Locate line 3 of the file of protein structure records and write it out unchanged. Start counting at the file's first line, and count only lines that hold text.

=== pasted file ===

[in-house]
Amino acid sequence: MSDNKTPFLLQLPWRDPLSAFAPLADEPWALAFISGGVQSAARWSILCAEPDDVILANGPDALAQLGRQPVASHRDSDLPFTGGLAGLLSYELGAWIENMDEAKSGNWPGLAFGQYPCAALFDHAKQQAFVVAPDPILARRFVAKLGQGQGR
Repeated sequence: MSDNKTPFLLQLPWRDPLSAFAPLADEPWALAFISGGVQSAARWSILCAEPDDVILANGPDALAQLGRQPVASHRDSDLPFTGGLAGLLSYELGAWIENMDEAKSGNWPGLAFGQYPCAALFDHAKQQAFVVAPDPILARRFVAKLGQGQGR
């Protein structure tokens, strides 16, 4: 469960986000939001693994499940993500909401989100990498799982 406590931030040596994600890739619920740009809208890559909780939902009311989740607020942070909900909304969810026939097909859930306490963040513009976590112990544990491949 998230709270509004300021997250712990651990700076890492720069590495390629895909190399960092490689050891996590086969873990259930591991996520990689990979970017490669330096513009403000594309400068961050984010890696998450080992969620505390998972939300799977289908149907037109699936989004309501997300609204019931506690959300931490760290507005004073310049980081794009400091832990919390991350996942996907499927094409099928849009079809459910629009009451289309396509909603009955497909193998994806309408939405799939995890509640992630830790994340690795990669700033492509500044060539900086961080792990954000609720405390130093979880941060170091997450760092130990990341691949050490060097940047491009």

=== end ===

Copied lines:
Repeated sequence: MSDNKTPFLLQLPWRDPLSAFAPLADEPWALAFISGGVQSAARWSILCAEPDDVILANGPDALAQLGRQPVASHRDSDLPFTGGLAGLLSYELGAWIENMDEAKSGNWPGLAFGQYPCAALFDHAKQQAFVVAPDPILARRFVAKLGQGQGR